Mozilla debuts in-browser PDF, patches 13 Firefox bugs

Argues that new built-in PDF view will keep users safer

Mozilla today released Firefox 19, adding a built-in PDF viewer to the browser.

The integrated viewer was the one noticeable change to users, although Mozilla enhanced under-the-hood features as well for website developers, and added support for additional HTML5 standards.

Firefox 19 also included patches for 13 security vulnerabilities, 10 pegged as "critical," the company's most severe threat ranking.

But the inclusion of a PDF viewer was what Firefox users will see. The viewer was once slated for Firefox 18 -- it was part of that edition's beta -- but Mozilla pulled the component before shipping the browser early last month, delaying it until the next iteration in its every-six-week release cycle.

Firefox's PDF viewer came out of a Mozilla Labs project initially dubbed "PDF.js," the "js" for JavaScript, which along with HTML5 APIs (application programming interfaces), was used to build the browser's viewer.

With the move, Mozilla follows in Google's footsteps: The search giant baked a PDF viewer into Chrome more than two years ago.

But unlike Chrome's PDF viewer, which operates inside the browser's anti-exploit sandbox, Firefox's does not sport similar defenses. And that matters, as PDF documents are often rigged with malicious code.

Adobe, for example, said last weekend that it plans to patch the Reader plug-in this week to stifle attacks exploiting a pair of vulnerabilities. And Foxit, another popular PDF browser plug-in, quashed a bug of its own less than five weeks ago.

Even sans a sandbox, Mozilla claimed its PDF viewer would be more secure than traditional plug-ins such as Adobe Reader. "Many of these plug-ins come with proprietary, closed source code that could potentially expose users to security vulnerabilities," said Bill Walker and Brendan Dahl, engineering manager and software engineer at Mozilla, respectively, in a January blog announcing the viewer.

But security experts have pointed out that Firefox's PDF viewer will likely suffer bugs of its own.

"I would have to imagine that it has just as much potential to have bugs as any other software," said Andrew Storms, director of security operations at nCircle Security, in an interview Tuesday conducted via instant messaging. "It would appear they are banking on the open-source community to provide better security than the closed source commercial PDF viewer from Adobe. By pulling the PDF reader 'in house' via an open-source initiative, it lets them release bug fixes much faster and on their own schedule."

Storms was echoing comments made last month by other security professionals.

Firefox 19 renders PDF documents for viewing and printing without requiring a separate plug-in, following a 2010 move by Google's Chrome.

Mozilla acknowledged that the viewer was not protected by any special defense, as are malformed PDFs in Adobe's Reader -- at least on Windows, which provides a full-fledged sandbox -- or in Google's Chrome, which sandboxes each tab, isolating a rigged PDF from the rest of the browser.

"PDF.js runs with the same permissions as any Web page though, so there would have to be a security problem with Firefox itself," tweeted the PDF.js team last month in reply to a question about potential security issues with the viewer.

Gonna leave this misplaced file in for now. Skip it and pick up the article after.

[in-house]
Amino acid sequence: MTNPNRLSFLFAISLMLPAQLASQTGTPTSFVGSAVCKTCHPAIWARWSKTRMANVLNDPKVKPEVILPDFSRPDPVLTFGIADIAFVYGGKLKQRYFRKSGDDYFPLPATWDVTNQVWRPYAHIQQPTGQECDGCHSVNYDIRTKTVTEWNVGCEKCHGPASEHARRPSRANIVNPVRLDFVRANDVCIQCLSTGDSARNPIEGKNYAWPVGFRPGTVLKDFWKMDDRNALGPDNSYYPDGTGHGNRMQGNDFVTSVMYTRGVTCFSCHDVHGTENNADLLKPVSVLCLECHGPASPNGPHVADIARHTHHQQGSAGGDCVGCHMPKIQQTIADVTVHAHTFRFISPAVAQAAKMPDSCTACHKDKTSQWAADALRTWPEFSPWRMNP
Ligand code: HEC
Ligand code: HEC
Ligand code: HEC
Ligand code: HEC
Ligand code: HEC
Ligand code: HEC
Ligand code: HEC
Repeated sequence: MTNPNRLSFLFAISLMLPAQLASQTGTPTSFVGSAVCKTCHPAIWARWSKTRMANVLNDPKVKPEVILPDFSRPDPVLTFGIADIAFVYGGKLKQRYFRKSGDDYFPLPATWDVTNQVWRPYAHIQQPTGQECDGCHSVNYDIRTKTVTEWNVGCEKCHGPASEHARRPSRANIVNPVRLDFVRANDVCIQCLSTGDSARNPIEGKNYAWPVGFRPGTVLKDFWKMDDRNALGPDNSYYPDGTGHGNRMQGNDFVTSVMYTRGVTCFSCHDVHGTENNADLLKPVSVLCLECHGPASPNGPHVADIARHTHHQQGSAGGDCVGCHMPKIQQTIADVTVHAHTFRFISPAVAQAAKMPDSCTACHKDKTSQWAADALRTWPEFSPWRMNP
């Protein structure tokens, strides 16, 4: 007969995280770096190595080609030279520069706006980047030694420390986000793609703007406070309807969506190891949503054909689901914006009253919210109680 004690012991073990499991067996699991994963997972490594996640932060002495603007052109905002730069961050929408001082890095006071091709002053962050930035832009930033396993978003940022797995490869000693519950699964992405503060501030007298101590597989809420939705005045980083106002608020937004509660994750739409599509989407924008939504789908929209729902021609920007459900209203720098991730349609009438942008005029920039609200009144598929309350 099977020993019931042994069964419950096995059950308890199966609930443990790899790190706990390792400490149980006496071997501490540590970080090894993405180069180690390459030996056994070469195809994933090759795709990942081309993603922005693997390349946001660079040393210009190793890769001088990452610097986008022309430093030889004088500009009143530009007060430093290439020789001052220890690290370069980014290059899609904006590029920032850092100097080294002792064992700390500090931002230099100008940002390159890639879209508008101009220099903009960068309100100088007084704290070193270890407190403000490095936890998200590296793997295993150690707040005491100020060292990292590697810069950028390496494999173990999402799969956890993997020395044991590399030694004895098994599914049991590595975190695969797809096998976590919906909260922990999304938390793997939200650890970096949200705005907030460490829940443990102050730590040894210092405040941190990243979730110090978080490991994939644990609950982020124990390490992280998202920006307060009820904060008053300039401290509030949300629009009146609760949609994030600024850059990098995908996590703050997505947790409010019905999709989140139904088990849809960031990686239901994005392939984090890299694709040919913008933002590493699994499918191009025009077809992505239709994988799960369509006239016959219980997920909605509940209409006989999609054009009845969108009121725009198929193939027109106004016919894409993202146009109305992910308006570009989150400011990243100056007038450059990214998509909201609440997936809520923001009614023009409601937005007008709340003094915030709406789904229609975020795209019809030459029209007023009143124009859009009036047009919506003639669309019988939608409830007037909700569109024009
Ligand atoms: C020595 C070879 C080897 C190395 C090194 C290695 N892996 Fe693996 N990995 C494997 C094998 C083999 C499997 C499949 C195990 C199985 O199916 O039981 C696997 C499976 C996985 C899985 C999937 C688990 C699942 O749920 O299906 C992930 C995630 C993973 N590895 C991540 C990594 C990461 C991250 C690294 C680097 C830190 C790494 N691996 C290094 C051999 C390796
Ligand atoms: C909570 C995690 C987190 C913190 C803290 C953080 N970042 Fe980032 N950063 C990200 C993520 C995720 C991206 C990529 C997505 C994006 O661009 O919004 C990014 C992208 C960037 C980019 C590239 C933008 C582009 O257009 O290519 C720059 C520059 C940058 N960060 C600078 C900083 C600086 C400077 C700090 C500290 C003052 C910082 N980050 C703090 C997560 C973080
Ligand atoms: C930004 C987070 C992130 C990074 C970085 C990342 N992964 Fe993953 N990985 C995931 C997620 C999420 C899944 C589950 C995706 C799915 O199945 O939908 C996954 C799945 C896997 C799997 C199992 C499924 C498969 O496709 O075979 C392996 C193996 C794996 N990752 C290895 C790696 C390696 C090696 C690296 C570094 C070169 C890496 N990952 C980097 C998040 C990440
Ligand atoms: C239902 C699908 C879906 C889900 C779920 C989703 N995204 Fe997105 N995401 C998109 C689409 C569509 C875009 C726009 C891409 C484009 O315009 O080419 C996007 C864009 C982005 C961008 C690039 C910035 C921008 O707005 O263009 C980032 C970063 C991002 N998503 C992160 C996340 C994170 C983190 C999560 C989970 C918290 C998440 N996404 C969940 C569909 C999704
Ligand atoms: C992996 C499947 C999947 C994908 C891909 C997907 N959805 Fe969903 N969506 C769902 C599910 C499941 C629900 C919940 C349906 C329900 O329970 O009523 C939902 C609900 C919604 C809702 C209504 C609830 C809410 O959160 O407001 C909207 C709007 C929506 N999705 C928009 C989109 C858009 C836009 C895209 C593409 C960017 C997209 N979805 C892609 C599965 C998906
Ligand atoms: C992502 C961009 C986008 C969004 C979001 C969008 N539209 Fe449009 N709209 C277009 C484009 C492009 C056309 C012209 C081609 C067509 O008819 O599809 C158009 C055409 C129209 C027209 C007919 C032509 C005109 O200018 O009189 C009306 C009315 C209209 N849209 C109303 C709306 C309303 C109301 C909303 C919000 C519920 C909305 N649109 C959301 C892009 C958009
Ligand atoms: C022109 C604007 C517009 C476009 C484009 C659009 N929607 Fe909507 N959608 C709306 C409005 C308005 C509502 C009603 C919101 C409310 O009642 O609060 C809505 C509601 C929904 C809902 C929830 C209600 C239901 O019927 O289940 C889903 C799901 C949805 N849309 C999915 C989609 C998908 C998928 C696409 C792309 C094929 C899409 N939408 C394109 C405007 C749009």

Today, Mozilla stuck to its argument that third-party plug-ins are less secure than Firefox itself, and by burying the PDF viewer inside the browser, users will face fewer threats. "Third-party plug-ins are the number one source of security and stability issues in Web browsers," Johnathan Nightingale, who leads Firefox engineering, said in an email, echoing similar statements by other browser makers. "Firefox uses a JavaScript library called PDF.js instead of handing off to other software...[and] because this support is implemented in JavaScript with the same level of privilege as any other Web page, it avoids many of the memory safety vulnerabilities that have plagued stand-alone plug-ins."

But Storms noted the flip side. "So if this PDF process, as part of Firefox, has a hole, the attacker in theory then owns the browser instead of just the plug-in process," Storms said.

Mozilla also patched 13 vulnerabilities, 10 critical, one marked "high" and two pegged "moderate," in Firefox today.

Nearly half of the bugs were reported by Abhishek Arya, better known as "Inferno," of the Chrome security team, Mozilla said in one of today's advisories, making this the third Firefox upgrade running where Arya has accounted for a major part of the reported vulnerabilities.

Three of the six reported by Arya were use-after-free vulnerabilities, a type of memory management bug that Google's security engineers have rooted out in droves from Chrome and, increasingly, other browsers.

Another of the baker's dozen, also a use-after-free bug, was reported by a researcher known only as "Nils," who is best known for back-to-back victories at the 2009 and 2010 Pwn2Own hacking contests.

Windows, Mac and Linux editions of Firefox 19 can be downloaded manually from Mozilla's site. Already-installed copies will upgrade automatically.

The next version of Firefox is scheduled to ship April 2, 2013.

Gregg Keizer covers Microsoft, security issues, Apple, Web browsers and general technology breaking news for Computerworld. Follow Gregg on Twitter at @gkeizer, on Google+ or subscribe to Gregg's RSS feed. His email address is gkeizer@computerworld.com.

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